Old Mutual and state put up R1.3bn to plug housing gap

The state-owned National Housing Finance Corporation (NHFC) and Old Mutual have allocated more than R1.3bn to provide affordable home loans for customers who do not qualify for government housing but are often turned down for mortgages.

Under the new offering — focused on what is traditionally referred to as the gap market — borrowers will repay a set instalment irrespective of fluctuations in variable interest rates.

This a first for the market, as it allows borrowers to increase home loan instalments based on salary adjustments.

The funding will be provided through Housing Investment Partners, in which the NHFC owns 33%, with the remainder held by Old Mutual Capital Holdings.

Housing Investment Partners said volatile interest rates — which often led to customers losing their homes as they could not keep up with payments — were among the main drivers for providing the new funding model.

The target market is low-to-middle income earners, who have a gross salary of between R3,500 and R30,000 a month, and can access finance for houses in the R200,000-R650,000 price range. The estimated backlog in the gap market is 850,000 housing units.

Housing Investment Partners CEO Andrew Chimphondah said: “The instalment is fixed. If a customer has a salary increase, the instalment will increase in tandem with the salary.”

The Housing Investment Partners offering would, it was hoped, cut down on the need for unsecured credit to build houses.

Consumers struggle to keep up repayments on unsecured credit because of high interest rates.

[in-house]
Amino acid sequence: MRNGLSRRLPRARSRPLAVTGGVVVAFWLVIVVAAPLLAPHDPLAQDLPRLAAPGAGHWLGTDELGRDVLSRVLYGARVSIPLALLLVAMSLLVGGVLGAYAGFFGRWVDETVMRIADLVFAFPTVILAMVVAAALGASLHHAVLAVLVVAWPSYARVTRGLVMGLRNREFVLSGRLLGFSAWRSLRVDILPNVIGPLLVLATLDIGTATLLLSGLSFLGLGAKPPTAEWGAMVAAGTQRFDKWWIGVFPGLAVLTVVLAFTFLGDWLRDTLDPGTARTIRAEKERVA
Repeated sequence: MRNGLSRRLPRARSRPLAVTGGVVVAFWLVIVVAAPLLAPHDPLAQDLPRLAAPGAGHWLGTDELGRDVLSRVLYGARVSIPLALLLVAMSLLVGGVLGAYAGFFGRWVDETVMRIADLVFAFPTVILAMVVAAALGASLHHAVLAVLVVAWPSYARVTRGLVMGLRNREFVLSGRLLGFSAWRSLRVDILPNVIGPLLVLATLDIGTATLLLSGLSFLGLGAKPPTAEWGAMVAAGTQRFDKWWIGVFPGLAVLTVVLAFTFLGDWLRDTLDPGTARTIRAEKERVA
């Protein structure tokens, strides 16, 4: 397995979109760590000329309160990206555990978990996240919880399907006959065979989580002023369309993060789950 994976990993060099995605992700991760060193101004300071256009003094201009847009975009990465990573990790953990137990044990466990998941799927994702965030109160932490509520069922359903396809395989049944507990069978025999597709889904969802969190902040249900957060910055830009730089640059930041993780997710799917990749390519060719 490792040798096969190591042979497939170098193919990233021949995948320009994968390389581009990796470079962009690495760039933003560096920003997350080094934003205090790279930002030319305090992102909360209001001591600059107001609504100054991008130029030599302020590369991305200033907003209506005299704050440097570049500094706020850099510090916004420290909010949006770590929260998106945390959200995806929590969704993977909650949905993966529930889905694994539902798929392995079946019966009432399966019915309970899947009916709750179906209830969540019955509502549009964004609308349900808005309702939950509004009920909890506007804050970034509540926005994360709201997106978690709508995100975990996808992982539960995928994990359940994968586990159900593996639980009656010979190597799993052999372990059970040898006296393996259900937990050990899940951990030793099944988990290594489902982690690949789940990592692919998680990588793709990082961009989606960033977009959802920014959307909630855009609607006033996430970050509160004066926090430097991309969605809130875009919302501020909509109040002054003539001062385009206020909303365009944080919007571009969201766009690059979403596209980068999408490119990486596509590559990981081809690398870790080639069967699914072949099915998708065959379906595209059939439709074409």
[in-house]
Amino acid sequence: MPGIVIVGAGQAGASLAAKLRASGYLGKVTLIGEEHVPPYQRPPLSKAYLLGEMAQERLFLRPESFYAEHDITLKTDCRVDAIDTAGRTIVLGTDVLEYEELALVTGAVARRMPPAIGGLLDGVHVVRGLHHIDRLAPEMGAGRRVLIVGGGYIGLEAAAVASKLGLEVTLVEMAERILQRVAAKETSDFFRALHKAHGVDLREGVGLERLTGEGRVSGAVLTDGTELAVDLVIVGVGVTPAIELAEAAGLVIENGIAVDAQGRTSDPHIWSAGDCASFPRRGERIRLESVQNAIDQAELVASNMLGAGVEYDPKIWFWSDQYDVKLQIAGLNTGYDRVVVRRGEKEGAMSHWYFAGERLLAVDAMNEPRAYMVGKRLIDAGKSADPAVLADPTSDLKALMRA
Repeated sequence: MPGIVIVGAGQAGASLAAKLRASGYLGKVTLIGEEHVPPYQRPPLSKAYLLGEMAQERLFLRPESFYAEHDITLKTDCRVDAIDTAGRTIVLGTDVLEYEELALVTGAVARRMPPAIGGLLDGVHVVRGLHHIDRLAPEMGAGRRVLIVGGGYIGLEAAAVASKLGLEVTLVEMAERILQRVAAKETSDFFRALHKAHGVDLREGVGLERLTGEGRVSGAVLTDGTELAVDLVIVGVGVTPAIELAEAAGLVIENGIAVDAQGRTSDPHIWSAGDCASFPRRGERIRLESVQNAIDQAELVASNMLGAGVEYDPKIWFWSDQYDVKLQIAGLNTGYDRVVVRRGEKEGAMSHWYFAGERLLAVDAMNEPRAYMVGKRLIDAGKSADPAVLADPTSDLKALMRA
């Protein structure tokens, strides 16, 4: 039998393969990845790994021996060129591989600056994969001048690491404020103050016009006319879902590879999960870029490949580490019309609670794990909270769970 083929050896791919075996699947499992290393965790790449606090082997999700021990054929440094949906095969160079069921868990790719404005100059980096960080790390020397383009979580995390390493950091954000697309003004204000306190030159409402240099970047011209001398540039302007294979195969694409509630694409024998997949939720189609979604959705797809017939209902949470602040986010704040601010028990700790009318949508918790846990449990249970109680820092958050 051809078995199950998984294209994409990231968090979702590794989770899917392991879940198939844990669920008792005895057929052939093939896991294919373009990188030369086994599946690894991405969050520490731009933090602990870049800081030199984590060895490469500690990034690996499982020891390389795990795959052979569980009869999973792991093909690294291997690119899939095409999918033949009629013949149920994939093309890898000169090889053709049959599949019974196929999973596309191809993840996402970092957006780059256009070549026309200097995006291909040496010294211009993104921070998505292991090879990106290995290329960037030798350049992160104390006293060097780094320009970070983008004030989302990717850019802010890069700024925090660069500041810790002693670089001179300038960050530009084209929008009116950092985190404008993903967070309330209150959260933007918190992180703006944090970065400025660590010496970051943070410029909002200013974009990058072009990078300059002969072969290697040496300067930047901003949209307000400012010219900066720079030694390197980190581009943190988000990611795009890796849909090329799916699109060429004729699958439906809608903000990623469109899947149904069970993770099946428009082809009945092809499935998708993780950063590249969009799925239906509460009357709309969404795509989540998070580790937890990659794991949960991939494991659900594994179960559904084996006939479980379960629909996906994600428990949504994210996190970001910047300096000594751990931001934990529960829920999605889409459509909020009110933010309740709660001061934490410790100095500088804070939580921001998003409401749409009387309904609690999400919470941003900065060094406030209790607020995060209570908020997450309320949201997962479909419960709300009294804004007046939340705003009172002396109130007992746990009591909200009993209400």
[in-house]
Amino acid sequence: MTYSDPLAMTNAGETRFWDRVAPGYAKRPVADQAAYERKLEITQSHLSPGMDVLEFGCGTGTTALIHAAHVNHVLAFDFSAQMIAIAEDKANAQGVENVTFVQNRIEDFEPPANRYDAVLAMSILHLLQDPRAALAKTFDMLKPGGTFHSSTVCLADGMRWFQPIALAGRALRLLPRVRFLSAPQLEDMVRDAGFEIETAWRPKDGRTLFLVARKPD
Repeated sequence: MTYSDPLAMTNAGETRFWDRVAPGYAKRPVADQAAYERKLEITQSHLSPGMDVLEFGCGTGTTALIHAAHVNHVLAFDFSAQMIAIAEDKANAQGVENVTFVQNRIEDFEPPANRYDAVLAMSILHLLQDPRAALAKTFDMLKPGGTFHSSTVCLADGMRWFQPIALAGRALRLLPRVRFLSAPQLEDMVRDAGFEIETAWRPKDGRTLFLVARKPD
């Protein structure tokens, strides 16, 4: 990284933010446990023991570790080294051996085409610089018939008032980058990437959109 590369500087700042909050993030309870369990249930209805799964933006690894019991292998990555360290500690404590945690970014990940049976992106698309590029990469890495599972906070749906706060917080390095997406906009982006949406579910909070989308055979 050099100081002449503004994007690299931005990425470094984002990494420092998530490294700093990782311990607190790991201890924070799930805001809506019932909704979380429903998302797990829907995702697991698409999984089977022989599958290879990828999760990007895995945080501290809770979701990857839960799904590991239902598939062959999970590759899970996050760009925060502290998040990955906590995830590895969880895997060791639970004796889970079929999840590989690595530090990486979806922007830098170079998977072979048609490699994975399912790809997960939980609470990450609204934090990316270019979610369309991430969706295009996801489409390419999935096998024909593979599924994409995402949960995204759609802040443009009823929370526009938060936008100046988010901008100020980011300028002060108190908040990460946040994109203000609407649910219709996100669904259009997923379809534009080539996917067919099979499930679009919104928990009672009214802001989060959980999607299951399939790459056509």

Housing Investment Partners would offer an interest rate of prime (9.5%) plus 4.5%, including credit life cover for a property in case of a customer’s death. If the customer finds alternative insurance and credit cover is excluded, the rate falls to prime plus 3.5%.

Old Mutual’s mass foundation cluster finance director, Michael Goemans, said Housing Investment Partners would not compromise on its credit criteria and would be a responsible lender.

So far, its approval rate is just 20% of applications.

NHFC head of strategic investment Sizwe Khumalo said its role was to ensure the lower end could get cheaper, affordable finance.

Housing Investment Partners has paid out R480m of the R1.3bn. About R900m has been committed for housing still under development. The expectation is that, by mid-2016, the R1.3bn would have been fully lent.

Lending has been advanced for 1,191 registered bonds.

Written by Phakamisa Ndzamela for Business Day Live